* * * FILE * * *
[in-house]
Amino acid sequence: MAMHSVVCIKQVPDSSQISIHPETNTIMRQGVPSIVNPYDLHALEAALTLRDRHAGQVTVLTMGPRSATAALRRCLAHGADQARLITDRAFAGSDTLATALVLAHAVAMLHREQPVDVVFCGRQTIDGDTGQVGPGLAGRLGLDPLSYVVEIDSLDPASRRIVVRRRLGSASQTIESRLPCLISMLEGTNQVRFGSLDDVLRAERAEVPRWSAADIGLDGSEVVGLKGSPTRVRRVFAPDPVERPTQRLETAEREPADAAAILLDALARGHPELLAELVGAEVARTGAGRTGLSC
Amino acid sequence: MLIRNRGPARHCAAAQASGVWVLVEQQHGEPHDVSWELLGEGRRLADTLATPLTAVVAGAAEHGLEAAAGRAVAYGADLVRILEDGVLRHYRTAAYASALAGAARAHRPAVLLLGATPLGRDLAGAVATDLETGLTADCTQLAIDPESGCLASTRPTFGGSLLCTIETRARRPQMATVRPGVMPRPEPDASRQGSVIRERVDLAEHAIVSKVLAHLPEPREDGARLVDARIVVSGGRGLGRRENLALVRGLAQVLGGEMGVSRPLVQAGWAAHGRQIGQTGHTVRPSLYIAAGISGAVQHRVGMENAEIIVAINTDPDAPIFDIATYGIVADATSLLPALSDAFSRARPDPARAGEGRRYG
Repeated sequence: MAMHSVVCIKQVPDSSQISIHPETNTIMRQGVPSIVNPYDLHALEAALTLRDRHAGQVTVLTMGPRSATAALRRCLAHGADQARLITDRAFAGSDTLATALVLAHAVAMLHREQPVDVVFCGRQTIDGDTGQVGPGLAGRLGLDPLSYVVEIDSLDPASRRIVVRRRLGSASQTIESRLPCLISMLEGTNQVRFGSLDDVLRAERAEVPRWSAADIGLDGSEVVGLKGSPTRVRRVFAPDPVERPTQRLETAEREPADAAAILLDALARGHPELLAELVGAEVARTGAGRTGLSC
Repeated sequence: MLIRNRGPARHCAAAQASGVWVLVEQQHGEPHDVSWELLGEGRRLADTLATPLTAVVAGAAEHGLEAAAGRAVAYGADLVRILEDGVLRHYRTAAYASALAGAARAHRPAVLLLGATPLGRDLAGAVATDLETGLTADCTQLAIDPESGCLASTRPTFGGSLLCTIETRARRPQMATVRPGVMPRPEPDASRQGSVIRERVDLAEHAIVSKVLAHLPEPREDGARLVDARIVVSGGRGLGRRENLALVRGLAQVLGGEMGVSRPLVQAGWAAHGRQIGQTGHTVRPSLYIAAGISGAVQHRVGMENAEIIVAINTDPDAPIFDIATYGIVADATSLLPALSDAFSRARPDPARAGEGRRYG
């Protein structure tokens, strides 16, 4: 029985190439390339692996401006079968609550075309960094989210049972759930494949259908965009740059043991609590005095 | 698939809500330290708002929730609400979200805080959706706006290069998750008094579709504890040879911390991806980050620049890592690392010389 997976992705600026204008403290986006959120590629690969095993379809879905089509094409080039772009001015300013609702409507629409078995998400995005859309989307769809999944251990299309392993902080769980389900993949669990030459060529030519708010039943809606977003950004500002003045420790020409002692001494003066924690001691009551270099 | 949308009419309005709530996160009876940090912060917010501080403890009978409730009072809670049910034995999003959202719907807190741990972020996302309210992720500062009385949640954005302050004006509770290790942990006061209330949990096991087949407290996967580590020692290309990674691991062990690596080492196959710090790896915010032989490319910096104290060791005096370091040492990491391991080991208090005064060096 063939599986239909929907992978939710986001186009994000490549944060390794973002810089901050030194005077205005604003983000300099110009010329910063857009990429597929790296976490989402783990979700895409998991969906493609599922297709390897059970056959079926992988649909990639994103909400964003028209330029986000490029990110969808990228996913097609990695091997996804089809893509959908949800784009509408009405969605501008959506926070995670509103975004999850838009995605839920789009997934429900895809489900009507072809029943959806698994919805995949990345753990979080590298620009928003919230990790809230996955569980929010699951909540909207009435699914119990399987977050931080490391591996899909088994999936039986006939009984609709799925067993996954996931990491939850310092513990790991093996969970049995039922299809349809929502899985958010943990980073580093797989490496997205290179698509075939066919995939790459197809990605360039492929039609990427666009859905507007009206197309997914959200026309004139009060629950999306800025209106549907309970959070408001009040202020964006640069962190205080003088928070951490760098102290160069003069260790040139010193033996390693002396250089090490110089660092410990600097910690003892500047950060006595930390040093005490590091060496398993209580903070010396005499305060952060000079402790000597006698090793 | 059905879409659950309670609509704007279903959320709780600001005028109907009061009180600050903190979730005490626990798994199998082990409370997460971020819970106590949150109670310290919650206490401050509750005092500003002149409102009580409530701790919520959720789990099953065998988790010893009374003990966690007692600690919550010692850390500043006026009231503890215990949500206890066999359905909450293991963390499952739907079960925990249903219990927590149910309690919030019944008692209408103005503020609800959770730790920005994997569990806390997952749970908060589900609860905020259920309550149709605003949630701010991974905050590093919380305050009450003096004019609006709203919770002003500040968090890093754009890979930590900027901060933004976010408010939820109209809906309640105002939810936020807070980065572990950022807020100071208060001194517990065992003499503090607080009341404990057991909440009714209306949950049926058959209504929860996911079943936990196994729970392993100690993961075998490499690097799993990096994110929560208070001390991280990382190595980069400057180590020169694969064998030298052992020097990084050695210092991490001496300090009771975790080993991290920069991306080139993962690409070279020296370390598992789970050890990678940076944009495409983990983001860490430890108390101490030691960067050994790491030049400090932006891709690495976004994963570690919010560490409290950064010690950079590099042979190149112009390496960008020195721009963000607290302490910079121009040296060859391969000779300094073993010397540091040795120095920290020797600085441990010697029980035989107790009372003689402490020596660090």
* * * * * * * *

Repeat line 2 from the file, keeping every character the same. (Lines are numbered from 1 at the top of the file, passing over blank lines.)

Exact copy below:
Amino acid sequence: MAMHSVVCIKQVPDSSQISIHPETNTIMRQGVPSIVNPYDLHALEAALTLRDRHAGQVTVLTMGPRSATAALRRCLAHGADQARLITDRAFAGSDTLATALVLAHAVAMLHREQPVDVVFCGRQTIDGDTGQVGPGLAGRLGLDPLSYVVEIDSLDPASRRIVVRRRLGSASQTIESRLPCLISMLEGTNQVRFGSLDDVLRAERAEVPRWSAADIGLDGSEVVGLKGSPTRVRRVFAPDPVERPTQRLETAEREPADAAAILLDALARGHPELLAELVGAEVARTGAGRTGLSC